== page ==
While I worked as a headhunter for more than 40 years, I quickly learned that advertising to fill jobs had severe limits in being effective. Too many useless resumes that in no way, shape or form fit positions I was recruiting for from needy people who seriously believed that their -3-month training course in some skill made them qualified to manage people and projects worth hundreds of millions of dollars. I soon learned networking, although harder for reasons I won’t go into now, was a far superior way to find talent my clients wanted to hire.
When I worked as a headhunter, I filled more than 1200 positions plus consulting assignments and evaluated more than 700,000 resumes plus had conversations with many more whose resumes I never saw.
Now, as an executive job search and leadership coach who hosts two podcasts, “Job Search Radio” which has more than 200 episodes and “No BS Job Search Advice Radio” which has more than 600, I see people making the same tragic mistake too many contingency recruiters make—they do very little networking. They apply to job ads or contact contingency recruiters whose ads they see. They refuse to do “the hard work” of networking that actually gets the best results.
Here’s why you should network.
- Job Search Networking works. Depending upon which survey you read, job boards are responsible for filling 6% of all positions. Recruiters fill approximately 22% of all jobs. Let’s round that up to 30%. How will the rest filled? Networking is responsible for filling 70% of all positions. That is because
- Not all jobs are advertised on job boards or being represented by recruiters. I am sure intellectually you know this, but most job hunters don’t act as though they believe it.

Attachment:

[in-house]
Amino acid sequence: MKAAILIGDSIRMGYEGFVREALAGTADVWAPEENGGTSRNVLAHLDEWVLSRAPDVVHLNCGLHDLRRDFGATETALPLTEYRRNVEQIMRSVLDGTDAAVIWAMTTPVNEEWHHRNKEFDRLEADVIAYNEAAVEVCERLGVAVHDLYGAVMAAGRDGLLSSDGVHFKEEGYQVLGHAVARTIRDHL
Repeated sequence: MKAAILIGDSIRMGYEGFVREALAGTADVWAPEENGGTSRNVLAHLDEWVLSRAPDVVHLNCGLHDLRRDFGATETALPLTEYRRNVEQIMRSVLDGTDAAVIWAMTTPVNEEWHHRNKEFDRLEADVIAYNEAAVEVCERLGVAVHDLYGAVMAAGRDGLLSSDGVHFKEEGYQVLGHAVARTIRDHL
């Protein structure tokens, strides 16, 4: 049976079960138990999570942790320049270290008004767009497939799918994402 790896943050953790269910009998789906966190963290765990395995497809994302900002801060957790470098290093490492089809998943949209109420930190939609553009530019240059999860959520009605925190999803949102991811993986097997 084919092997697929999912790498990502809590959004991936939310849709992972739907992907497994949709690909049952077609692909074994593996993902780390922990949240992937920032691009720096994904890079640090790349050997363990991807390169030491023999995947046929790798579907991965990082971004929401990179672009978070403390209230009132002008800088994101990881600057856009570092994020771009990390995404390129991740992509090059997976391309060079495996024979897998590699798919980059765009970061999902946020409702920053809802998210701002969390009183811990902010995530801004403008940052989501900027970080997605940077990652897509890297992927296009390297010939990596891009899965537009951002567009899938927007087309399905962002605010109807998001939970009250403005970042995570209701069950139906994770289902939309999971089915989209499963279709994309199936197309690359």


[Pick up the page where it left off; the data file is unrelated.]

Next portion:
- Your network knows people you don’t. The statistics are that 70% of all positions are filled as a result of networking. 70% or the 70% (or 49% of the jobs) are filled as a result of referrals to people you did not know when your job search began. That was a stunning statistic I learned during an interview with Dave Opton who founded Execunet in 1988.
- Job search networking is a career investment that pays dividends. When you lurch from job search to job search acting as though each job search is a discrete effort of answering ads and contacting recruiters, you are “banking” nothing for the rainy day when you need support. Networking and continuing to network between job search is an investment in your career that can reward you with opportunities that you would otherwise miss out on.
- The firms that advertise, both corporate and 3rd party, offer the low hanging fruit. That means that the other firms reflect “the hidden job market.” There is no obvious way to access it without “the key.” That key is building a network where people know, like and trust one another and are willing to support one another, not just simply while job hunting but when they are not job hunting. Job search networking provides the key.
While you are job hunting, talk to people you know and ask for introductions to people they know and you don’t. It may be the launching pad for finding this job and many in the future.
© The Big Game Hunter, Inc. Asheville, NC 2017
Jeff Altman, The Big Game Hunter is an executive job search and leadership coach who worked as a recruiter for what seems like one hundred years.
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